Harriman State Park, Hudson Valley
Harriman State Park is the best friend of anyone in NYC who gets desperate for regular time away from the concrete jungle. The second-largest state park in New York, Harriman has 225 miles of trails, including pieces of the Appalachian Trail, and is by far the best one-stop shop in the area for hiking, cross-country skiing, boating, fishing, and camping. With more than 47,000 acres of forest, lakes, and mountain tops, Harriman is marvelously large for being so close to the city -- big enough that there is endless territory to explore (and not toooo many people), but close enough to be worth it for a day trip or overnight camp. It’s got foliage worth traveling for in the fall, great views through the bare trees in winter, and in July and August, you may even find wild blueberry bushes to graze on. Lake Sebago is a popular destination for swimming and canoeing, and if you’re looking for hiking trails, you can’t go wrong anywhere -- check out MyHarriman.com, a great resource for information about specific hikes and activities.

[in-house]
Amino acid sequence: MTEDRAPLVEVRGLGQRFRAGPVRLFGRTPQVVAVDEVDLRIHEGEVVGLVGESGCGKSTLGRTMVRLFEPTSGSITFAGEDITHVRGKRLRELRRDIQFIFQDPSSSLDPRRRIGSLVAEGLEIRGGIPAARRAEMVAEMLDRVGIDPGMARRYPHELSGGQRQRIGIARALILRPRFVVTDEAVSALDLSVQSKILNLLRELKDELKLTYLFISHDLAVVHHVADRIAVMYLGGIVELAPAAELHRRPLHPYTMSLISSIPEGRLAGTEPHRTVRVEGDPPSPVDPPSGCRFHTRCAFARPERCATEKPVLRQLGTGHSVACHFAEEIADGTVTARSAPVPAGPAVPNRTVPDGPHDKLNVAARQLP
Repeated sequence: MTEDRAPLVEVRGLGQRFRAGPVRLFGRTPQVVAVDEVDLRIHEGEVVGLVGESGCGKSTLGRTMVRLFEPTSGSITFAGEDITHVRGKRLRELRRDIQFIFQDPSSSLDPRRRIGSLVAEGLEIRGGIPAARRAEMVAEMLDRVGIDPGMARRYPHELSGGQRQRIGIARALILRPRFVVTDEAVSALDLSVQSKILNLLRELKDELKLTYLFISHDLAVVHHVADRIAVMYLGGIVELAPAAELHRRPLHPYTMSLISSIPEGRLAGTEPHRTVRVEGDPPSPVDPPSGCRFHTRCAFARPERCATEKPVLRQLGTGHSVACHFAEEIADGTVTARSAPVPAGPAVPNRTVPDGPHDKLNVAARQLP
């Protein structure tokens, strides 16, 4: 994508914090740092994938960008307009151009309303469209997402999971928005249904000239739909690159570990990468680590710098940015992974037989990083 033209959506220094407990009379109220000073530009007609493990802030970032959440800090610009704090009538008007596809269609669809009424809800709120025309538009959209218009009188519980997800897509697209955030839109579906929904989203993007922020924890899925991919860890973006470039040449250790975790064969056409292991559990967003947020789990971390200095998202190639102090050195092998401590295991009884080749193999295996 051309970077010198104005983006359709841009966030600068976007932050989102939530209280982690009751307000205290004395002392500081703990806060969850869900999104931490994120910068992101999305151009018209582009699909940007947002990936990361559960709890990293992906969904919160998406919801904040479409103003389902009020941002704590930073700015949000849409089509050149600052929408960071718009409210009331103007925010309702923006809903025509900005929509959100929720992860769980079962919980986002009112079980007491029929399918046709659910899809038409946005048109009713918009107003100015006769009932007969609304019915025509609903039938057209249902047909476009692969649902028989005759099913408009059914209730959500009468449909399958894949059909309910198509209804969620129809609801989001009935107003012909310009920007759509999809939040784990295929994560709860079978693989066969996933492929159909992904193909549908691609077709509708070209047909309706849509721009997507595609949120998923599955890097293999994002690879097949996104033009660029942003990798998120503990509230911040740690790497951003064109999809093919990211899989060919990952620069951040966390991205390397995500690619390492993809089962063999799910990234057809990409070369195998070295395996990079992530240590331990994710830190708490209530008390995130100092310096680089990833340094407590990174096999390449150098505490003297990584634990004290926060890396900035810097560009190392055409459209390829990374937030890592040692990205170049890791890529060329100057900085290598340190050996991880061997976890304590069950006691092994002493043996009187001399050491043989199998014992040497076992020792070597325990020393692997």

Where to camp: If it’s camping you want, there are plenty of options, but keep in mind that sites more accessible to roads and parking lots will also have more crowds. For car camping with facilities and plenty of company, check out Beaver Pond Campground. For rustic camping with just a short hike in, try the overnight parking lot off Kanawaukee (set GPS or Google map to 41.23038 N, 74.13996W) that accesses Tom Jones shelter a half mile in, or Bald Rocks shelter, which offers some of the best views in the park on the 1.5-mile hike in. Or, for more secluded lakeside camping, seek out the rustic campsites surrounding Pine Meadow Lake, where there's plenty of peace and quiet, and great swimming. Park your car (or bike) at Lake Sebago’s south shore off Seven Lakes Drive and make the two to three mile hike in to find your getaway.
How to get there: Harriman is easiest accessed by car -- the park is just 25 miles north of the George Washington Bridge and can be reached in just an hour in good traffic on Saturday mornings. But the adventurous can find it even without a car. Take the Metro-North Port Jervis line to Sloatsburg; from there it’s a two-mile walk or bike ride to Reeve’s Meadow parking lot on Seven Lakes Drive, which has trailhead access to plenty of good hiking trails, including trails that take you another three to four miles to campsites on Pine Meadow Lake.